Friday, August 19, 2011

REVIEW: Jacob Yates and the Pearly Gate Lock Pickers - Luck

There are bands that play at rock and roll, and there are bands that play rock and roll. And there are bands whose art is so convincing that you can say that they have a rock and roll heart. The rock and roll heart beats strongly in Jacob Yates and the Pearly Gate Lock Pickers. On their debut release, Luck, they don't give you slick music with soaring harmonies. But they do make you want to move and sing along, and they validate that life can be hard and cruel but if you're still breathing, still sipping your drink, you're winning. Most importantly, they make you feel. And if you don't feel what Jacob's feeling, the music just might remind you to think about something else you should be thinking about. (Of course, if you don't want to think about it, you can drink to forget.)

In general, the sound is a mix of blues, punk, swampy southern roadhouse Americana, rockabilly, Tom Waits storytelling, bar band and Glasgow urban rock. And the songs are fleshed out by Jacob's direct, observational and somewhat outrageous lyrical expression. The instrumentation is guitar, bass, drums and piano/organ. Listen to them and you can hear the authenticity of the descriptions of Jacob's music as "Doom Wop" and "Horror R&B". Think Tom Waits and Nick Cave channeling Junior Kimbrough. But why just think about it? You can hear it in one of my favorite tracks -- "Can't Stop":

There are eight tracks on Luck. Some of them are stompers, and some of them are mid-tempo musical stories. The opening track, "Mark", is one of the doom wop stompers, and kicks off proceedings with a fittingly dark tone. The following surrealistic psychobilly of "Black Dog" leads us to another of my favorites, "Mary Hell". "Mary Hell" is a horror R&B impression of the Maryhill area of Glasgow, complete with descriptions of Jacob's legless father and a barbecued cat. "Dundee" is a musically softer, but continues the dark tone. The fifth track is the above "Can't Stop". The sixth through eighth tracks encapsulate the band's range. "Vessels" is a serious and stately piano-driven piece with bitter lyrics. "Lemonade", which I've provided below, is a rousing slide guitar bit gem of bluesy pop/rock. "Luck" closes with "When You Left Me". And this final track underscores why the music of Jacob Yates and the Pearly Gate Lock Pickers is so much more than a weekend night's good times soundtrack. The somber subject of the death of Jacob's dad is told in a way that conveys love, loss, anger, and abandonment, but is infused with sufficient deftly phrased levity to provide genuine depth to the story. I suggest you treat yourself to a session with that song at the Bandcamp link below.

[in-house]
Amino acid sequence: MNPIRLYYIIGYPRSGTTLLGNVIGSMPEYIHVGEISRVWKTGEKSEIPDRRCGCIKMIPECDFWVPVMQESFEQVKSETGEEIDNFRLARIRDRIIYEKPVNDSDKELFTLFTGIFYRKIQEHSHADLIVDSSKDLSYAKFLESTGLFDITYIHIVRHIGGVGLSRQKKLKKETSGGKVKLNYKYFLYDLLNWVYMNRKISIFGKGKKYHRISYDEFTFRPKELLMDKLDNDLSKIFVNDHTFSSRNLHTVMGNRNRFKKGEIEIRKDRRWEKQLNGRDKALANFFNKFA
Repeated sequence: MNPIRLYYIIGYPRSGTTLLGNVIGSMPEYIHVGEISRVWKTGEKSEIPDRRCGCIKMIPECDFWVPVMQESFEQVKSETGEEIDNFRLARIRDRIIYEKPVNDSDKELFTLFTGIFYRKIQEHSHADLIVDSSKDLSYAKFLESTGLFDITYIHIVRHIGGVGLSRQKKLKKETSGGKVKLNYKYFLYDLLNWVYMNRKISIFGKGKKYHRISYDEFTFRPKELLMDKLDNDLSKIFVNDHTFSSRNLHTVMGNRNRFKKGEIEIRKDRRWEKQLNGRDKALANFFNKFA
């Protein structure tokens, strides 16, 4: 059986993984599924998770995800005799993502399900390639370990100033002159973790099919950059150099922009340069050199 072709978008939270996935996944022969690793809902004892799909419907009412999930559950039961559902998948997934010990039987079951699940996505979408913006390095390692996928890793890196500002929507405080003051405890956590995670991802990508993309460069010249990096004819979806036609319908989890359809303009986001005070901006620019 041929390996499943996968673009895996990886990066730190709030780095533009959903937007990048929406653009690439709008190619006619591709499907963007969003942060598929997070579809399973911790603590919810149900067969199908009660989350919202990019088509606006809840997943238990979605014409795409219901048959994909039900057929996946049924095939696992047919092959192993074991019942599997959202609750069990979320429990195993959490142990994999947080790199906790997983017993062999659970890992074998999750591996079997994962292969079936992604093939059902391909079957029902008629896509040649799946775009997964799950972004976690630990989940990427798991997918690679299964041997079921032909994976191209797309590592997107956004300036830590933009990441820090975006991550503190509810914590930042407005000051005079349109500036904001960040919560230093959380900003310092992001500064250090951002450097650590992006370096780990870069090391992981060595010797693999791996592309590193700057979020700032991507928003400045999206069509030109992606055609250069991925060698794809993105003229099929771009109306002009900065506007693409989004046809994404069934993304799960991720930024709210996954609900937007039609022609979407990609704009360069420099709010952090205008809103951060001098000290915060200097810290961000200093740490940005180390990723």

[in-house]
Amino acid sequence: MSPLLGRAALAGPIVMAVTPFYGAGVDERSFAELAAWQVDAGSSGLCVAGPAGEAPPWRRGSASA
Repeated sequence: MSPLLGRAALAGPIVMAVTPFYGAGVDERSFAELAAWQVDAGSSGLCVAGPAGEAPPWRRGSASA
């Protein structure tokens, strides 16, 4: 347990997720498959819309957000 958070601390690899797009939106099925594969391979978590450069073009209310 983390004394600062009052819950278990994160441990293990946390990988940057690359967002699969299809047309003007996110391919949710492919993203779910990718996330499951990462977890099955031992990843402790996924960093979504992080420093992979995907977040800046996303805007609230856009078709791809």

Popular track "Lemonade" (as a backdrop to a biking video):

Escaping the city from Stefan Morrocco on Vimeo.

Overall, the album is both boisterous and dark. To understand the darkness, you need to realize that since the music is based on Jacob's observations, it reflects a certain Glasgow experience. Experience with a city in which a sizable segment of the population is being treated for drug dependency, and many dwellers deal with drugs, gangs, joblessness and sectarian strife. It is just a different facet of the modern human condition illustrated by Kimbrough, Howlin' Wolf, John Lee Hooker, Hound Dog Taylor and other greats in America.

Thanks to Re:Peater Records, you can stream the entire album below:

Jacob's actual surname is Lovatt; Yates is his mother's maiden name. The band is listed as "Jacob Yates, Jamie Yates, Rick Yates and Michael Yates", but the other three actually are Richard Holmes (guitar), Michael Bleazard (traps), Jamie Bolland (keys and guitar). Luck was recorded at the Green Door studio and is released on Re:Peater Records. As is the case with the band's labelmates, She's Hit, the attractive album art is by Hrafnhildur Halldorsdottir.

I love this album. For me, it is one of those essential branches of rock music that some of us who grew up in America, decades ago, find to be hard wired into our brains. Even if this edition, and the stories it tells, come from Glasgow. Should you be interested in agreeing with me, I've provided the Bandcamp link to Re:Peater records below.

Bandcamp link for album
Facebook for Jacob Yates and the Pearly Gate Lock Pickers
Hrafnhildur Halldorsdottir's website

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